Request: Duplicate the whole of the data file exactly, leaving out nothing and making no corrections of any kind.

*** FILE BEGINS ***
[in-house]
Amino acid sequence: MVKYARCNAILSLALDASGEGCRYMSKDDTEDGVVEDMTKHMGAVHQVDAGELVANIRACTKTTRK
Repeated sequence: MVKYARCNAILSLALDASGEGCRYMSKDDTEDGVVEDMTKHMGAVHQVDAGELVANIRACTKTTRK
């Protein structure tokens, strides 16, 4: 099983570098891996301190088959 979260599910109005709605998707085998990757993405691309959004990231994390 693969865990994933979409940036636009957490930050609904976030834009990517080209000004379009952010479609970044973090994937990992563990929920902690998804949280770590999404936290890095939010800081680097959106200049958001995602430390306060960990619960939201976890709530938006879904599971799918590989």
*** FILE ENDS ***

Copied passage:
[in-house]
Amino acid sequence: MVKYARCNAILSLALDASGEGCRYMSKDDTEDGVVEDMTKHMGAVHQVDAGELVANIRACTKTTRK
Repeated sequence: MVKYARCNAILSLALDASGEGCRYMSKDDTEDGVVEDMTKHMGAVHQVDAGELVANIRACTKTTRK
């Protein structure tokens, strides 16, 4: 099983570098891996301190088959 979260599910109005709605998707085998990757993405691309959004990231994390 693969865990994933979409940036636009957490930050609904976030834009990517080209000004379009952010479609970044973090994937990992563990929920902690998804949280770590999404936290890095939010800081680097959106200049958001995602430390306060960990619960939201976890709530938006879904599971799918590989």